Then the big day came, the 31st of August. That night it was going to happen – or hopefully not. Master Li, who was in Hongkong, doing the same practice with another group, advised us to sleep in the cellar that night. If the world was going to collapse, that was the safest thing to do, he said. Our practice was no guarantee, even though we’d done extremely well, he assured us. So, the whole group started to collect their sleeping bags and pillows and moved to the cellar. Except for me. I froze. To me, this was ridiculous. This crossed a very distinct line.  Okay, I was willing to do six hours of straining Qigong for 30 days, just in case it would help do something that was beyond my scope of awareness, but I was not going to sleep in a cellar because someone said the world was coming to an end that particular night.

‘You coming?’ they said.
‘No’ I said. ‘I am not coming.’
‘But you won’t be safe in the house!’ they replied.
‘Listen’ I said. ‘There is a big difference between dedication and submission. There is a big difference between faith and superstition. This to me feels ridiculous. So, I take the risk. Have fun in the cellar.’

And so they had. I heard their music and laughter, while I was sitting in the house by myself. However, I didn’t mind. I was bored, but this was important to me. I was making a point and it felt good. I was not a follower. I had never done anything, just because everybody did it. It had to make sense, it had to feel right, otherwise I wouldn’t do it. Of course, some people in the group tried to manipulate me into obedience. ‘I don’t know what Master Li will say, if he hears about this.’ ‘You are spoiling it for the rest of us.’ ‘Why do you always have to be so stubborn?’ ‘What, you really think you are so special?’ Blah, blah, blah. I was immune to that kind of rubbish. I had heard it so many times before.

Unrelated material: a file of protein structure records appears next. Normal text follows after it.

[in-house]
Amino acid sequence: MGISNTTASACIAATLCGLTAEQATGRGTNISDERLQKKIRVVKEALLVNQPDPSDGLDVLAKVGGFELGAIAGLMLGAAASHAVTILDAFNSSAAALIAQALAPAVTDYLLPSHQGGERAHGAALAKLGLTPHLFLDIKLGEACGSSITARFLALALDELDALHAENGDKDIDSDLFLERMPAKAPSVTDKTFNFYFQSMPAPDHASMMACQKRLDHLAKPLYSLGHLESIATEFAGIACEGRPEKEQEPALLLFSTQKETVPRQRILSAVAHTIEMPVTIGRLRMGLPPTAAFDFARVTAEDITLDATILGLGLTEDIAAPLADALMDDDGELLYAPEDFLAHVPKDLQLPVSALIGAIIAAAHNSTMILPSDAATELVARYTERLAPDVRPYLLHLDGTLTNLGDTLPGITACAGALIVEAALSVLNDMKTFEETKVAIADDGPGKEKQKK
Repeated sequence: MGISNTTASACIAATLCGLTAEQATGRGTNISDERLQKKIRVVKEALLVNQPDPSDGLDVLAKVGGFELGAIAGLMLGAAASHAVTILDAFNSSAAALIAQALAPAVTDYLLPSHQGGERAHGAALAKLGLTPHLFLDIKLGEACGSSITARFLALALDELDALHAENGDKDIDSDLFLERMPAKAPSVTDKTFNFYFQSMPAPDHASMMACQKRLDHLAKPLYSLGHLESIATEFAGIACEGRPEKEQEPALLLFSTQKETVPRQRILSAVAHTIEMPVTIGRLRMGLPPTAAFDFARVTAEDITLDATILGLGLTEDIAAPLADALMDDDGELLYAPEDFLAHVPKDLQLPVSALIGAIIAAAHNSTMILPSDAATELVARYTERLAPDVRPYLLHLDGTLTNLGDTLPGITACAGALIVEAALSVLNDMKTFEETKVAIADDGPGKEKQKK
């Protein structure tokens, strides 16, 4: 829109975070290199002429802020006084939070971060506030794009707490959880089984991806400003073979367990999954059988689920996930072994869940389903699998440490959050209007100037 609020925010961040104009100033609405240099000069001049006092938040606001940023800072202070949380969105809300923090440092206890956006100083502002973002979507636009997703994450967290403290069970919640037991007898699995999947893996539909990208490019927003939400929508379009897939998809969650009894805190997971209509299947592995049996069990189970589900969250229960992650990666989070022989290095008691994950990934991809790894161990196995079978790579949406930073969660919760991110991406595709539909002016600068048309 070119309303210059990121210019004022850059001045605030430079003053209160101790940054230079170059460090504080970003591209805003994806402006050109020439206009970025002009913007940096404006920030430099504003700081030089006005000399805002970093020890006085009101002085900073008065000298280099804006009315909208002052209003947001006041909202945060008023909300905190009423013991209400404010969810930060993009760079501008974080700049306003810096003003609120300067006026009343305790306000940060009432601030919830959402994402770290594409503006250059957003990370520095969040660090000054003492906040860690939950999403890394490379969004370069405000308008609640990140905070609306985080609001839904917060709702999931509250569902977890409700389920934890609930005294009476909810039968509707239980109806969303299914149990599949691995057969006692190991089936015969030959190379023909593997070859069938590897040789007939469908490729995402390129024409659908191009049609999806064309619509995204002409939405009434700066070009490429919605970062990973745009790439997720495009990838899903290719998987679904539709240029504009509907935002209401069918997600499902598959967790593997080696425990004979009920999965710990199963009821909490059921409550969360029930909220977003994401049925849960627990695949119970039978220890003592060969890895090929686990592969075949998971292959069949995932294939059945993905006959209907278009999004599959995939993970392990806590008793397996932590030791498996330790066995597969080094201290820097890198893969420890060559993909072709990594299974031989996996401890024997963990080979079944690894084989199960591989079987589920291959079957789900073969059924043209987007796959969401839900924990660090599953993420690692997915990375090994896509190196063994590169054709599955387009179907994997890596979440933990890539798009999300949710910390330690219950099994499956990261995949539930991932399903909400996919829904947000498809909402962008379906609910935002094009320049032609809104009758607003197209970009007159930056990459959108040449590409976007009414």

What’s the moral of this story? Just remember: when the majority of the people believe in something, that doesn’t mean it is true. The fact that it is awkward and at times horrible to be the outsider, is no reason to not be true to yourself. When Osho was still the most popular guru in the world, with millions of followers, he founded many communities, spread all over the world, called Misfit Cities. The Humaniversity in Egmond aan Zee, founded by Veeresh, was one of them and is still going strong. This is what Osho had to say about misfits: